For his wife, the 1958 Iraqi Revolution brought another kind of imprisonment: “I suddenly found myself confined to my home in Baghdad with lots of time on my hands,” she wrote. Sarah turned to her love of collecting folktales and, with time on her side, began to translate into English certain stories that she had recorded. The resultant 1965 publication, Folktales from the City of the Golden Domes, contains twenty-four tales, with one in particular, “The Miser who Married,” that tells the story of a clever, young wife outwitting her penny-pinching husband and eventually shocking him to death in the end – one of the tales in the AFC collection, as confirmed by Salhi.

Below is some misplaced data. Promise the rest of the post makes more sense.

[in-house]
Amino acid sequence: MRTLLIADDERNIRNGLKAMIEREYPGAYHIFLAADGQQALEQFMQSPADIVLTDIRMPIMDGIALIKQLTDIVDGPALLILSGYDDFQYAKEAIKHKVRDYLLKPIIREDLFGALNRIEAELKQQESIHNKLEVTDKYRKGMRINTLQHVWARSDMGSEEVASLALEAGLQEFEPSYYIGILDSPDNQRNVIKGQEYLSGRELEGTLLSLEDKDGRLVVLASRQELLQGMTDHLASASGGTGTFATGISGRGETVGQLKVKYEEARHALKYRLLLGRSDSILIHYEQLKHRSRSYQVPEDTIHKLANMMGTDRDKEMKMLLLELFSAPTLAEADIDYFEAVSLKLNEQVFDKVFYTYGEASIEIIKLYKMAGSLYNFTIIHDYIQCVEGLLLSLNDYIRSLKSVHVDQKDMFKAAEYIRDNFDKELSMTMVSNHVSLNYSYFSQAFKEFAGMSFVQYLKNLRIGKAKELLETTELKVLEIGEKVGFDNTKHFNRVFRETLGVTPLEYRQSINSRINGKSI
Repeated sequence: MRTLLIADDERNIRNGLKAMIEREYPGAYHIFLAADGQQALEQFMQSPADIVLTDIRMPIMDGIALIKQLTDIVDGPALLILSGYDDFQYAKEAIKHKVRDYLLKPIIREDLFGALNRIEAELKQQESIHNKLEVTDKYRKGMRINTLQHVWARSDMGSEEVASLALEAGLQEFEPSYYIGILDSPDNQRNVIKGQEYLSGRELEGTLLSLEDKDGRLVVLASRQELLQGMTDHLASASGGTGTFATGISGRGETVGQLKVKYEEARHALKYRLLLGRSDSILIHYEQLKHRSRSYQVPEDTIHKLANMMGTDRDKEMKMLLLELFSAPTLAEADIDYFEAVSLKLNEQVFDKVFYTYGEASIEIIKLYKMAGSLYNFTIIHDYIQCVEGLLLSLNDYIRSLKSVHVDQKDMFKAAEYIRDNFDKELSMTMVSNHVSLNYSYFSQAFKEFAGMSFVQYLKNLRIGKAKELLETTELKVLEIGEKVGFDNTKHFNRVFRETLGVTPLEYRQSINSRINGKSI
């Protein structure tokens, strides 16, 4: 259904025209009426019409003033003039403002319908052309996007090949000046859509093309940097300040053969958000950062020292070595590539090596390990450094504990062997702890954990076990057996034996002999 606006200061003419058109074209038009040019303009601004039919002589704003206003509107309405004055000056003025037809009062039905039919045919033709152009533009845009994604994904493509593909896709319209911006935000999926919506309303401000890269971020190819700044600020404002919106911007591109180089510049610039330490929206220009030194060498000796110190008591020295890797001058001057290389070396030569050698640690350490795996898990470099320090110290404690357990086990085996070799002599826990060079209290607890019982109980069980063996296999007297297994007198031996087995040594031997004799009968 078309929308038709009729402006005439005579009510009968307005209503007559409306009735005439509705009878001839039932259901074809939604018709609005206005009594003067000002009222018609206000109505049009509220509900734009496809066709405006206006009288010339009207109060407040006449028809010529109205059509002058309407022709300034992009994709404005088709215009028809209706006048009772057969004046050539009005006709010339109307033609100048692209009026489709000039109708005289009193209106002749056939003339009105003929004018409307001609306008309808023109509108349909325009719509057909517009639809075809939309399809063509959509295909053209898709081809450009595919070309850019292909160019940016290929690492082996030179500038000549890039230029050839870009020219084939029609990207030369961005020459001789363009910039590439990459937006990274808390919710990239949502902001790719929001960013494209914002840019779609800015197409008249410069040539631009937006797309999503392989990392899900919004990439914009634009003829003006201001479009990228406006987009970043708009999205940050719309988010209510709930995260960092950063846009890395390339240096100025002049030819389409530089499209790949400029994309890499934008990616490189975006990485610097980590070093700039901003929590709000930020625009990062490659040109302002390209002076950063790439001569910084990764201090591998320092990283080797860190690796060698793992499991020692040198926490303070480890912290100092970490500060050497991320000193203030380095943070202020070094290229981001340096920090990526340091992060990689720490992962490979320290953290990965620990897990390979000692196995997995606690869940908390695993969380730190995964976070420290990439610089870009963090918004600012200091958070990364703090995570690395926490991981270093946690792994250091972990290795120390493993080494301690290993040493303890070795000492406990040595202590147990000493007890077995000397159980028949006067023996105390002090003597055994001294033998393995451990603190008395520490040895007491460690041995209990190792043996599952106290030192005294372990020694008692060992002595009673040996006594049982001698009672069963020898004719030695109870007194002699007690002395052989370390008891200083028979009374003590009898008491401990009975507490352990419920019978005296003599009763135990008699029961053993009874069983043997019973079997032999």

Her book also contains a heartfelt preface in which she mentions that she often recorded her mother-in-law, Bahiya Jamali, who was “an excellent storyteller.” She writes: “[A]nd she often entertained us with her art. When I asked if she would let me record her stories; she agreed; but she was shy about letting any of her family know what she was doing, since she was fairly certain of their disapproval.” This was probably due to the fact that it was generally “felt that folktales were just superstitions and therefore out of place in a progressive, modern society.” Nonetheless, I suspected that the recordings in the collection were of Bahiya Jamali, since the same woman’s voice is heard throughout them. I was able to confirm this with Sarah’s sons, Abbas F. Al-Jamali and Usameh Jamali, and her granddaughter, Fatima Jamali, with whom I have been in recent contact.